SCHOOLS: Town Meeting Schools Overview
Groton-Dunstable School Committee Chairman Alison Manugian explained to voters that the school district's 2012 budget was the basis for the 2013 budget, but that there was "unknown spending beyond what was in the budget," adding that when the committee became aware of this, the issues had already carried forward to a new budget.
She cited special education costs and transportation and salaries as contributing to the budget issues. She said that through FY2014, the committee made cuts and reached out to the state for emergency funds and received $70,000. "We also reached out to the teachers, Lawrence Academy and Groton School for help but we couldn't get these discussions off the ground."
She advised voters, "We have depleted a dramatic amount of our savings. With 2013 and 2014 behind us, we don't need more money." She stressed that there was an accounting audit that was completed and assured voters that there was no money missing and no criminal issues. "There was no one individual responsible for the mistakes. The Superintendent and Business Manager are not with us [anymore]. We didn't catch this but no one person is to blame."
Learning from this, Manugian said that the School Committee will now receive a variance report monthly, and a quarterly update will be posted on the districts website.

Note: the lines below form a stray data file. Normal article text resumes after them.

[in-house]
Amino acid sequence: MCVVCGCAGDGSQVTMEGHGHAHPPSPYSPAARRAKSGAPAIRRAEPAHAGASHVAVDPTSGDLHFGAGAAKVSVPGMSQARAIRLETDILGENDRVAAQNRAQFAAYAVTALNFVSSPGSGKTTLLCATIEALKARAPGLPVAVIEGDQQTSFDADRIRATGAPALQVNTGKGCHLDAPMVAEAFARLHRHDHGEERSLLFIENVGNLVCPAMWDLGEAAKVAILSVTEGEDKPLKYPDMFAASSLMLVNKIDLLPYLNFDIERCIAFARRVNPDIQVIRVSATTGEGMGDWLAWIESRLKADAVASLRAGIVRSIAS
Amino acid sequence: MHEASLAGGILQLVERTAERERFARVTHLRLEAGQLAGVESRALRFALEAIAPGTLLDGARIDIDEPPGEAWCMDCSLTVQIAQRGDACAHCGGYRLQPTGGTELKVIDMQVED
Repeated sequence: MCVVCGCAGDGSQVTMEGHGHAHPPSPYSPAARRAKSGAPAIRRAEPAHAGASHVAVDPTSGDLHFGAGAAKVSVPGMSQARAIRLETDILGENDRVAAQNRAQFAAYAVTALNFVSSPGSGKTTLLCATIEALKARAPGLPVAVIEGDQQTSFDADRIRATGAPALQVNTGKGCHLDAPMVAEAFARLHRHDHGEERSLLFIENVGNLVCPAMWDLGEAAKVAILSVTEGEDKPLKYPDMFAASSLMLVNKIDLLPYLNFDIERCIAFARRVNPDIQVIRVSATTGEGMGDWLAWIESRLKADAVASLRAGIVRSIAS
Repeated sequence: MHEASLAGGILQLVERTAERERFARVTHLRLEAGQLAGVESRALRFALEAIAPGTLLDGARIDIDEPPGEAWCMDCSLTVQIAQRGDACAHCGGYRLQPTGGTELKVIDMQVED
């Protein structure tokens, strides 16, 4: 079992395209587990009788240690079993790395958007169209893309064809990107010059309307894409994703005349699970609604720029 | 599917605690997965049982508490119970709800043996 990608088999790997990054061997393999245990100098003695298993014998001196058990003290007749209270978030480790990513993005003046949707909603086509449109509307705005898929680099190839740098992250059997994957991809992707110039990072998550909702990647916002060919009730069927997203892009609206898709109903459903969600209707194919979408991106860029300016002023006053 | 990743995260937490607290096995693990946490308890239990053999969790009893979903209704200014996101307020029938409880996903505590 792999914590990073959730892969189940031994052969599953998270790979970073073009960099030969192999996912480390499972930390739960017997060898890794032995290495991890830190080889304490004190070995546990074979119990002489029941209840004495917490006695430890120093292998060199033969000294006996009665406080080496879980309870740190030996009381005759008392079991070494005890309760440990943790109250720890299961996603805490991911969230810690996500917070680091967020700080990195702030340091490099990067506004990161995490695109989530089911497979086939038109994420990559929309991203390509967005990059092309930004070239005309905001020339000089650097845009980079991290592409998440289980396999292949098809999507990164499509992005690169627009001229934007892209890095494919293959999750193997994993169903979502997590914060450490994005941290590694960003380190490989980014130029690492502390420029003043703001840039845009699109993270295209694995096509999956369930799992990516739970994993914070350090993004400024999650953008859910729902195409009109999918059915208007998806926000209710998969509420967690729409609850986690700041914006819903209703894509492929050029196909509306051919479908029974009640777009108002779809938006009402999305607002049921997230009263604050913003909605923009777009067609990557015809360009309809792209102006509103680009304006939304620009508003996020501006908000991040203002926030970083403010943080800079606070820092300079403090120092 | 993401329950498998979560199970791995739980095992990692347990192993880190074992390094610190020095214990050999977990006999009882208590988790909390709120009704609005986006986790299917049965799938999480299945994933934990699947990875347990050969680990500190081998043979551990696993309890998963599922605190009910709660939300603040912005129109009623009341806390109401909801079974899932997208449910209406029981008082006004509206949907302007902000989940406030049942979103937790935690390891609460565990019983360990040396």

Additionally, Manugian advised that a tri-board has been created made up of the School Committee, Selectmen and Finance Committees from Groton and Dunstable, as a way of ensuring better communication in the district. She added that the District would continue to show projections for three years out. "We are committed to talk with both towns about the total cost of education."
She noted that the Regional School District is completely autonomous from either Groton or Dunstable.
Manugian pointed out that the special education costs along with federal and state mandates that are unfunded are going up as well as health care costs and employee salaries. She told voters, "The state says that Groton and Dunstable are affluent towns and as a result we won't see increases in Chapter 70 [monies]." The district's Excess & Deficiency Fund (free cash) is now depleted. We will close out 2014 at $100,000 that is "woefully inadequate."
Acting Superintendent Dr. Anthony Bent told voters that when the budget shortfall issues became clear, that's when the Board looked at cuts, they did not want to touch teachers, and instead looked at administrative positions, long term subs, health assistants and one high school custodian. There have been some changes in teachers, but Bent said it was the result of attrition and enrollment changes. "We have taken a conservative look at our expenses," he said" and most are teachers."
Manugian added that there had been some restructuring following the resignation of the Asst. Superintendent and elimination of the human resources position, and that now allowed for combining the two functions.
Following lengthy discussion, with many questions and comments from voters, the full budget request for $32,048,878 was passed by voters including $17,756,023 funding for the Groton-Dunstable Regional School District and $572,775 for Nashoba Valley Regional Technical High School.